If you like to understand what you consume, here’s a partial taxonomy of cocktails. The list of categories can be quite extensive—frozen drinks, mulled and other hot drinks, nogs and other egg- and dairy-based drinks, layered drinks, etc. But here are some basics, starting with this basic divider:
While this may seem like splitting hairs, remember that in the days before broadcast media, people had more time on their hands. One of our favorite examples of this is nouns of multitude.
1. Ancestral Cocktails. These are the original, early 19th century cocktails. These can sound generic, such as “whiskey cocktail” and “gin cocktail.”
The goal, back in the day, was to make spirits more palatable by sweetening them, with a teaspoon of sugar or a sweet liqueur. Often, aromatic bitters were included for complexity, and the drink was served either straight up or on the rocks. Two enduring examples are the Old Fashioned (without the muddled fruit and club soda found so often in today’s bars) and the Sazerac.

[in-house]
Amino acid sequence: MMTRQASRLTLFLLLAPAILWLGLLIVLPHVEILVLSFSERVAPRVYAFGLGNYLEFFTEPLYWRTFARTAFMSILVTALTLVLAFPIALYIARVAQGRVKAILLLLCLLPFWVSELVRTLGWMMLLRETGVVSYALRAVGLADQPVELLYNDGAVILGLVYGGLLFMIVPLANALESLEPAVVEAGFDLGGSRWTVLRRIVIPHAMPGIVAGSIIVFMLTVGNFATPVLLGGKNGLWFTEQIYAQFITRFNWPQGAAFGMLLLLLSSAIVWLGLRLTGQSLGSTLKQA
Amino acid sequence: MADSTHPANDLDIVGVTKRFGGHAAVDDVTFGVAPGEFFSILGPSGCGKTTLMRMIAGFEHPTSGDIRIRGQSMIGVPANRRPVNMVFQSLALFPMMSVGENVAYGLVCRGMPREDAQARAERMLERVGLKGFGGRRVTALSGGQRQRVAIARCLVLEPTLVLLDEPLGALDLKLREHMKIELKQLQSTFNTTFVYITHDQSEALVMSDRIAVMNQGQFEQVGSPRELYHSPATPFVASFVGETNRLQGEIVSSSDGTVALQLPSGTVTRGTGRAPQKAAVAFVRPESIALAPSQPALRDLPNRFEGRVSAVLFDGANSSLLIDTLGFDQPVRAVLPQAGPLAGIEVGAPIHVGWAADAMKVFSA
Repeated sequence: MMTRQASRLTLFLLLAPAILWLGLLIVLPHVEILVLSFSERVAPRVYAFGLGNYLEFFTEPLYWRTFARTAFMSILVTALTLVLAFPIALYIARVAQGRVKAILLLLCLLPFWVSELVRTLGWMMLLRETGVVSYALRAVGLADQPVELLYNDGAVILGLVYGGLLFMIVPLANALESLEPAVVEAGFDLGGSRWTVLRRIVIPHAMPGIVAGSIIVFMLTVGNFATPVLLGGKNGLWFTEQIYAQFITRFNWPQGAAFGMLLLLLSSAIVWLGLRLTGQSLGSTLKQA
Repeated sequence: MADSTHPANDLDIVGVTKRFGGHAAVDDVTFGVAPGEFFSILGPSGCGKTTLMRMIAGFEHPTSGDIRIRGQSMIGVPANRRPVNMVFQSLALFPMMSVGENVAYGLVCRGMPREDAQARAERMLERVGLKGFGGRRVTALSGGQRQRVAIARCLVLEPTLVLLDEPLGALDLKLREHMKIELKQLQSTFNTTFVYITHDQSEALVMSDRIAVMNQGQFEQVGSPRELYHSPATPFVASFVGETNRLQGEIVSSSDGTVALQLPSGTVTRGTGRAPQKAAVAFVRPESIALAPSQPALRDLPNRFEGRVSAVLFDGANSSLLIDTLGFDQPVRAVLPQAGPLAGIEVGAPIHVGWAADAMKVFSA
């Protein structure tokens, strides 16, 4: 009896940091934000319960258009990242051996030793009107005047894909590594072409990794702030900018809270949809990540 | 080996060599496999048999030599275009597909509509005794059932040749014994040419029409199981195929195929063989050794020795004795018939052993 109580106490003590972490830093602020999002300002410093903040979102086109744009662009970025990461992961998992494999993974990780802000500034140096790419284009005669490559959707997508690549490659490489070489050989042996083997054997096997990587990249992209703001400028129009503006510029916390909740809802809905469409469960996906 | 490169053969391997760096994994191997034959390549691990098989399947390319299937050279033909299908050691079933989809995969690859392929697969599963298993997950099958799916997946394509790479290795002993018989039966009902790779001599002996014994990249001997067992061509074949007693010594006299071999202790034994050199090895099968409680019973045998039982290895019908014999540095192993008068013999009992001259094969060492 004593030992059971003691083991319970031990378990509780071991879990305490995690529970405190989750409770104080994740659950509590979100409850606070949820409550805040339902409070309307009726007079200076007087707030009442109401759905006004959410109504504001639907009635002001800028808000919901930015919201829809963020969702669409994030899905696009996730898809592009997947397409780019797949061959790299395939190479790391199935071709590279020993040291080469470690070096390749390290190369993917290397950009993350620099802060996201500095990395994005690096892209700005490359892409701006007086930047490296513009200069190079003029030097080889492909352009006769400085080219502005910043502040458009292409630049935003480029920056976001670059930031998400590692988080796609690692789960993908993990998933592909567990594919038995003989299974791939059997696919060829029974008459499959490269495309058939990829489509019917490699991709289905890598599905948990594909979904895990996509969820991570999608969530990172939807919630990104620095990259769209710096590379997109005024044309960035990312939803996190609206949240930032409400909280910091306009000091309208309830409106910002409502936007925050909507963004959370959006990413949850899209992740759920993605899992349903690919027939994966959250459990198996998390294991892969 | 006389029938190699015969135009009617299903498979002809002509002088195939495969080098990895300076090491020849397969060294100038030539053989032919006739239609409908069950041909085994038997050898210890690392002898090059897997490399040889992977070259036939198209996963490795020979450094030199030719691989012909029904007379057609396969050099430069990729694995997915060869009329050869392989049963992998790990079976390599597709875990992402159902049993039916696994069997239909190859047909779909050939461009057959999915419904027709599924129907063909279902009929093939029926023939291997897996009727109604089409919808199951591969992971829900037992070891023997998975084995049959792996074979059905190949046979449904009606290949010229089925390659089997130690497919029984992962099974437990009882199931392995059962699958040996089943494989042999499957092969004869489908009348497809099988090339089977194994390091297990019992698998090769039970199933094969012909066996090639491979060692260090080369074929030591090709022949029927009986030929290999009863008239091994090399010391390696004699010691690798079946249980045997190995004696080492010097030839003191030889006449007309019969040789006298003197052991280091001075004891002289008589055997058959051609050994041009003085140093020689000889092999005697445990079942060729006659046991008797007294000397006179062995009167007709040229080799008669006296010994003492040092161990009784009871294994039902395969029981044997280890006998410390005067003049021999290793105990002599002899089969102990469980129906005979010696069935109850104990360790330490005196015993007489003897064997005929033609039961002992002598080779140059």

2. Champagne Cocktails. These are fizzy cocktails, made with champagne or sparkling wine. The champagne can be the principal ingredient, as in the Champagne Cocktail; or can be used to top off a sour or other drink, such as a French 75.
These drinks, originally served in coupes like champagne, are now largely served in flutes or other narrow glasses.
3. Highballs. Simple highballs combine a spirit and a carbonated mixer (club soda, cola, ginger ale) plus ice in a tall (highball or collins) glass. Pimm’s Cup and Rum and Coke are examples.
Replace the mixer with juice or liqueur to make a complex highball: a Dark and Stormy or Screwdriver, for example.
In some sours, an egg white is added for body and a foamy top, as in the Daiquiri and Whiskey Sour.
Add another sweet ingredient—liqueur, fortified wine, or syrup—and you have a complex sour. Examples include the Cosmopolitan and the Margarita.
If you love details like this, check out our…
WHISKEY GLOSSARY: The different types of whiskey and related terms.
 From the Ancestral group, an Old Fashioned (photo © Angus Club Steakhouse).
 From the Julep group, a Mint Julep (photo © Distilled | NY).